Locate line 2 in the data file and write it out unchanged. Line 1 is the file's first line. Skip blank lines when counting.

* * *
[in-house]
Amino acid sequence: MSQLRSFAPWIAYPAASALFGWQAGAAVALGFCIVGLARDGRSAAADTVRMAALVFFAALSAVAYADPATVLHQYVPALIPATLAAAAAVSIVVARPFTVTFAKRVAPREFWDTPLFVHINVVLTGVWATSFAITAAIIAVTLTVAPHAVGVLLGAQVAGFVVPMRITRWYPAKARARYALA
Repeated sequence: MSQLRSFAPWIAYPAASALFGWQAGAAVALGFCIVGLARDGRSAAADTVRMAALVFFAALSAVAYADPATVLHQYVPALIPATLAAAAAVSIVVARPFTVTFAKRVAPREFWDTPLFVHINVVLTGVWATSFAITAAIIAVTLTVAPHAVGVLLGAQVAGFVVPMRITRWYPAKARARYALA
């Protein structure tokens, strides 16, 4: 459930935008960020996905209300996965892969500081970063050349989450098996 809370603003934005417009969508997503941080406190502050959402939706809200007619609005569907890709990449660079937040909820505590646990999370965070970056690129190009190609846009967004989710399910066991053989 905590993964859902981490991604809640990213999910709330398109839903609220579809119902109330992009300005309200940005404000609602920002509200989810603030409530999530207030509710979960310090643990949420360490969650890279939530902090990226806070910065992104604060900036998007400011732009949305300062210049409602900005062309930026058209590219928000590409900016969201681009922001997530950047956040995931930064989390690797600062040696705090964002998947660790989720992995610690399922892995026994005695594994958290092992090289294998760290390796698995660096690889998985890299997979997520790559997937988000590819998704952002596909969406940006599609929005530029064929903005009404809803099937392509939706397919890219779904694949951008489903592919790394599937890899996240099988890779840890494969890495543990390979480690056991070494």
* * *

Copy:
Amino acid sequence: MSQLRSFAPWIAYPAASALFGWQAGAAVALGFCIVGLARDGRSAAADTVRMAALVFFAALSAVAYADPATVLHQYVPALIPATLAAAAAVSIVVARPFTVTFAKRVAPREFWDTPLFVHINVVLTGVWATSFAITAAIIAVTLTVAPHAVGVLLGAQVAGFVVPMRITRWYPAKARARYALA